Vandals have defaced the monument in the eastern Polish town of Jedwabne that commemorates the hundreds of Jews burned alive in a barn there by their Polish neighbors in July 1941.
A decade ago, the publication of Jan T. Gross’s book about the massacre, “Neighbors,” prompted a national debate on Poland’s role in the Holocaust. Photographs in the Polish media Thursday showed anti-Semitic slogans and swastikas scrawled in big green letters on the monument and on the wall surrounding it. One slogan read, “No need to apologize for Jedwabne.”
Media reports said a policeman on patrol discovered the attack Wednesday night.
The monument, which stands on the site of the barn where the Jews were killed, is not lit and stands on its own, away from town buildings.
According to media reports, regional police in Bialystok, who are investigating the incident, are linking this attack to other apparent neo-fascist vandal attacks aimed at minority groups in the past few weeks in eastern and northeast Poland.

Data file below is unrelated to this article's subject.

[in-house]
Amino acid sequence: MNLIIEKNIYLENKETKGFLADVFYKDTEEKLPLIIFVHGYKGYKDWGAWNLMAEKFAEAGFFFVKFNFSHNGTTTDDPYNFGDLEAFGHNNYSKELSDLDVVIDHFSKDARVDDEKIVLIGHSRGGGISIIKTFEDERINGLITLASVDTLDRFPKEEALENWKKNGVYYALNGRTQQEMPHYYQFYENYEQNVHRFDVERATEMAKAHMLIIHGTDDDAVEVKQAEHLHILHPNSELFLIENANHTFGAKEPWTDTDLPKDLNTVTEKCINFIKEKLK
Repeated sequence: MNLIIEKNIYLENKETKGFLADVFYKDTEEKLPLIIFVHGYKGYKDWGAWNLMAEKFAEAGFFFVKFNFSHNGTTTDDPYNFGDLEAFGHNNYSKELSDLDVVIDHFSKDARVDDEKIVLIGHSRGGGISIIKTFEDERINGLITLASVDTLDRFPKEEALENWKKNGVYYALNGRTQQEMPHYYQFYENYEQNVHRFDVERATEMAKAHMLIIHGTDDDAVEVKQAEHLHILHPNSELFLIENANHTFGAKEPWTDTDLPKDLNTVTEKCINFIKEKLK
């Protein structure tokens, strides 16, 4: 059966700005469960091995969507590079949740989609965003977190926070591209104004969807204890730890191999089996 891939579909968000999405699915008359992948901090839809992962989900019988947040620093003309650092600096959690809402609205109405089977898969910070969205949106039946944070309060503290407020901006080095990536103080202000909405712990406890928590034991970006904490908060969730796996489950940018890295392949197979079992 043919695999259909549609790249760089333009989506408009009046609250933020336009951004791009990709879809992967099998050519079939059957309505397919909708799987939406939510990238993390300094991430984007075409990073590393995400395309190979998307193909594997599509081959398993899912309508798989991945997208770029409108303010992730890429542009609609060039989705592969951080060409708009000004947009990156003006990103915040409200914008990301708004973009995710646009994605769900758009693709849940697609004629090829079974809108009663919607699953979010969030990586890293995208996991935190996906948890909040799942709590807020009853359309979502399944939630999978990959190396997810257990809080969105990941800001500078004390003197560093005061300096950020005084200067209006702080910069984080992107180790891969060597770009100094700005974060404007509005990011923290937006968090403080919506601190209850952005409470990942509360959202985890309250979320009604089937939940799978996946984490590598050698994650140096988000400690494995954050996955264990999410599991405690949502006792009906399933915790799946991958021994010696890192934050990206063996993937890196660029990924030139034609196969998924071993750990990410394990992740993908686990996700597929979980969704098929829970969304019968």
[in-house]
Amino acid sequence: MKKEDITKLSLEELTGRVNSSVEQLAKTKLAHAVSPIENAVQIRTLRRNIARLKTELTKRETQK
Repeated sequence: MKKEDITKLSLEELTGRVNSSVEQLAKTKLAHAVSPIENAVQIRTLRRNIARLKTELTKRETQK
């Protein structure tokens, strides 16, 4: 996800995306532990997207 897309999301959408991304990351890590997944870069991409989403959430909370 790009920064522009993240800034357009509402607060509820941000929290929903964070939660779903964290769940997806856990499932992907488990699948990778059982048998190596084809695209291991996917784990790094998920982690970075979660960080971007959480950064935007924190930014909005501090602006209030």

These include scrawled anti-Semitic slogans and Nazi symbols found on the former synagogue in the town of Orla on Aug. 10. Vandals also broke into the Islamic Center in Bialystok, trashed the ground floor and attempted to set the building on fire. The next day, bilingual signs in Polish and Lithuanian were found damaged in Punsk, a town near the border with Lithuania.